abstract = "This paper reviews the effects of extended lactation (EXT) as a strategy in dairy cattle on milk production and persistency, reproduction, milk quality, lifetime performance of the cow and finally the economic effects on herd and farm levels as well as the impact on emission of greenhouse gas at product level. Primiparous cows are able to produce equal or more milk per feeding day during EXT compared with a standard 305-d lactation, whereas results for multiparous cows are inconsistent. Cows managed for EXT can achieve a higher lifetime production while delivering milk with unchanged or improved quality properties. Delaying insemination enhances mounting behaviour and allows insemination after the cow's energy balance has become positive. However, in most cases EXT has no effect or a non-significant positive effect on reproduction. The EXT strategy sets off a cascade of effects at herd and farm level. Thus, the EXT strategy leads to fewer calvings and thereby expected fewer diseases, fewer replacement heifers and fewer dry days per cow per year. The optimal lifetime scenario for milk production was modelled to be an EXT of 16 months for first parity cows followed by an EXT of 10 months for later lactations. Modelling studies of herd dynamics indicate a positive effect of EXT on lifetime efficiency (milk per dry matter intake), mainly originating from benefits of EXT on daily milk yield in primiparous cows and the reduced number of replacement heifers. Consequently, EXT also leads to reduced total meat production at herd level. For the farmer, EXT can give the same economic return as a traditional lactation period. At farm level, EXT can contribute to a reduction in the environmental impact of dairy production, mainly as a consequence of the reduced production of beef. A wider dissemination of the EXT concept will be supported by methods to predict which cows may be most suitable for EXT, and clarification of how milking frequency and feeding strategy through the lactation can be organised to support milk yield and an appropriate body condition at the next calving.",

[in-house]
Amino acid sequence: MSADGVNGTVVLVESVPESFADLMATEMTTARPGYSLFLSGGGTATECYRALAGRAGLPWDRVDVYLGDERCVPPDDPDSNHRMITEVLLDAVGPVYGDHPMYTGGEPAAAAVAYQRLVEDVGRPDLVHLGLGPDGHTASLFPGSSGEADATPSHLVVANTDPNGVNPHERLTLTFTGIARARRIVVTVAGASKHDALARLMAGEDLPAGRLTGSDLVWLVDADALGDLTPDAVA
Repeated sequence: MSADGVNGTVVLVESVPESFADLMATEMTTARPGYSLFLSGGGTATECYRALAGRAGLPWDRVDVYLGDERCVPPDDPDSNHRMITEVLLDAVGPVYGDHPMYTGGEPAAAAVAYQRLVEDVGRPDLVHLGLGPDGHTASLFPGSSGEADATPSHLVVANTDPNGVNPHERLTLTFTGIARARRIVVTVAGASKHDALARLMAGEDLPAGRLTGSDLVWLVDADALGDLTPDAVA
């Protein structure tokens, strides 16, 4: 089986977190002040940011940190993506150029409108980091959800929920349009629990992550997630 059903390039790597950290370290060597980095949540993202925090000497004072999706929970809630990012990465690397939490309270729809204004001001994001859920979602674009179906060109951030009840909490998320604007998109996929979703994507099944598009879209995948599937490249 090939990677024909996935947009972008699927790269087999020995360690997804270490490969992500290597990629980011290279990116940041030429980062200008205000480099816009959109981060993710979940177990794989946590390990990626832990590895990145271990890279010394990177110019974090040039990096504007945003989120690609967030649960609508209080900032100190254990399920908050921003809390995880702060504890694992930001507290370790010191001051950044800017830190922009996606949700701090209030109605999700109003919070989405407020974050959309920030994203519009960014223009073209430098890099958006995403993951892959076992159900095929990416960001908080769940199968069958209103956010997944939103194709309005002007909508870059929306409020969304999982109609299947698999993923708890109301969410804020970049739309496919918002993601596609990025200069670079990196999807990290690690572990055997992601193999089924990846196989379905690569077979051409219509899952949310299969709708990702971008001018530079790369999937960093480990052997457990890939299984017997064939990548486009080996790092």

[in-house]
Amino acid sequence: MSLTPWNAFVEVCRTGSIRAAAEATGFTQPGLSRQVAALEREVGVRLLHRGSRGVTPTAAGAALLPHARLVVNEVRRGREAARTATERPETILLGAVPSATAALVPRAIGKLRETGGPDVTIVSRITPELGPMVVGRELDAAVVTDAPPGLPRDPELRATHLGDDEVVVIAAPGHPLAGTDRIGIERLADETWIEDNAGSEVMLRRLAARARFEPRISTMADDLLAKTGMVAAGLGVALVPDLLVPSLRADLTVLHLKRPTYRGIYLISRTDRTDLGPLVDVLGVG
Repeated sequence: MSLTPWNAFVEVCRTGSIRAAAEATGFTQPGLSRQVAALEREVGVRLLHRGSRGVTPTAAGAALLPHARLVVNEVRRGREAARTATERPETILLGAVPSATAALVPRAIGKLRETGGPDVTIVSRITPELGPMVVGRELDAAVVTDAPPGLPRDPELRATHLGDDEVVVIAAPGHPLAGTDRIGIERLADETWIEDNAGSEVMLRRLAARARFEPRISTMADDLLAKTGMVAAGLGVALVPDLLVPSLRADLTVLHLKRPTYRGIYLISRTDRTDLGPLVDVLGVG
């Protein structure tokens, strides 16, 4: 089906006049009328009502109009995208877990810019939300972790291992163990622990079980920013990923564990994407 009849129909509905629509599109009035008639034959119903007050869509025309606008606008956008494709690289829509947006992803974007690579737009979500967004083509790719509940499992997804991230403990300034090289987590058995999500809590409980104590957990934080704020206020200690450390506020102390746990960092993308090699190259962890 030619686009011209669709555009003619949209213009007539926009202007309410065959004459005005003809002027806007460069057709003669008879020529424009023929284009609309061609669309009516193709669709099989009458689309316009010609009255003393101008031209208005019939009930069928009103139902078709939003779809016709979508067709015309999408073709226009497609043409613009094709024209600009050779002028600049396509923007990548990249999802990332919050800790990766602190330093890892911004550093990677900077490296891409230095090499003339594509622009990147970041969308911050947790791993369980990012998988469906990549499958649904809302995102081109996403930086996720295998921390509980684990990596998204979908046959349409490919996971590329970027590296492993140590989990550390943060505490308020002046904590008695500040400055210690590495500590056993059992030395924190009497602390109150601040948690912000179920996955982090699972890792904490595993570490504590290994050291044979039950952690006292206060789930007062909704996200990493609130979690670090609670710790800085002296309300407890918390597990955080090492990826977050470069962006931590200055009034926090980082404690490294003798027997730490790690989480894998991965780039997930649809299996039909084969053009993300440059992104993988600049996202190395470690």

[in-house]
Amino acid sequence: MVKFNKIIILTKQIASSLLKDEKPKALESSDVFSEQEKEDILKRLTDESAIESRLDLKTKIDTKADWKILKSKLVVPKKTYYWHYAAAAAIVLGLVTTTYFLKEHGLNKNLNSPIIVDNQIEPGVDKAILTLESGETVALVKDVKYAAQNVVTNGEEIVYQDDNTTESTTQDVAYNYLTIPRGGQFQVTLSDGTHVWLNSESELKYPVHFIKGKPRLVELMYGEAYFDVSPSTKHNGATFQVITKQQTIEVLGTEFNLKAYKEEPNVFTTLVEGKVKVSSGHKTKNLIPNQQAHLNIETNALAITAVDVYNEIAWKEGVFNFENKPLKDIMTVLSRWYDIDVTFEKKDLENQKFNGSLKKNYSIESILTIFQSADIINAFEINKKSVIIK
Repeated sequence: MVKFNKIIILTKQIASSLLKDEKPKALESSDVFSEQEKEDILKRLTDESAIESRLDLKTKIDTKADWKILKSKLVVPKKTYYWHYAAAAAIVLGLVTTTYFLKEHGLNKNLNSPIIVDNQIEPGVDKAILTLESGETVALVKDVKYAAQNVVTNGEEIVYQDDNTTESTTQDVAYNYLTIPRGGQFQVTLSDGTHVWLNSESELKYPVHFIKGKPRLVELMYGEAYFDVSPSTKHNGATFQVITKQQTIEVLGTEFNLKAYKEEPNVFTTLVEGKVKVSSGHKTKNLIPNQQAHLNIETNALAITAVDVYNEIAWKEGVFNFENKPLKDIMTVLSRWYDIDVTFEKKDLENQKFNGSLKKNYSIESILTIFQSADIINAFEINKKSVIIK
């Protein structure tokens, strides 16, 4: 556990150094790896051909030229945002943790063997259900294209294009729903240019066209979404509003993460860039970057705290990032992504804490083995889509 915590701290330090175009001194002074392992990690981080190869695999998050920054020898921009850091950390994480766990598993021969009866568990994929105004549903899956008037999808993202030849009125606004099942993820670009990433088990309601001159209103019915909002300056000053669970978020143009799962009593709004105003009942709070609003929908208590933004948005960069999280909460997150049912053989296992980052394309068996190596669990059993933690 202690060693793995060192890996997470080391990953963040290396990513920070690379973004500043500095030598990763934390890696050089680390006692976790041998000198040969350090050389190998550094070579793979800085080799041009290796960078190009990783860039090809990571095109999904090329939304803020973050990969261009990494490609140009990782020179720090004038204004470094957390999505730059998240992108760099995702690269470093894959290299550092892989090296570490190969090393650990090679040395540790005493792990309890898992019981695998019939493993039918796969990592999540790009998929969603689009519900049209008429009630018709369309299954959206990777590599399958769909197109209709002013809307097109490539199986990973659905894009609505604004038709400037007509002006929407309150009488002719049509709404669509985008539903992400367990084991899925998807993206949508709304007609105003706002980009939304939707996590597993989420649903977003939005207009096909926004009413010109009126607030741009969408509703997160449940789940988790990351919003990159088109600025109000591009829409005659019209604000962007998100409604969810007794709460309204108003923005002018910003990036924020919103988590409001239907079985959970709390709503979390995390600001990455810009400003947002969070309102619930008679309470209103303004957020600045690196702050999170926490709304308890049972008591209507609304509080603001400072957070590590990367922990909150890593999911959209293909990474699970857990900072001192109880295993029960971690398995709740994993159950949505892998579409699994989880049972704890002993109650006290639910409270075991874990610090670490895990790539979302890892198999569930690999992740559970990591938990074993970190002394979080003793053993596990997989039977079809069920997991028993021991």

keywords = "herd scenarios, lifetime scenarios, milk production, milk quality, reproduction",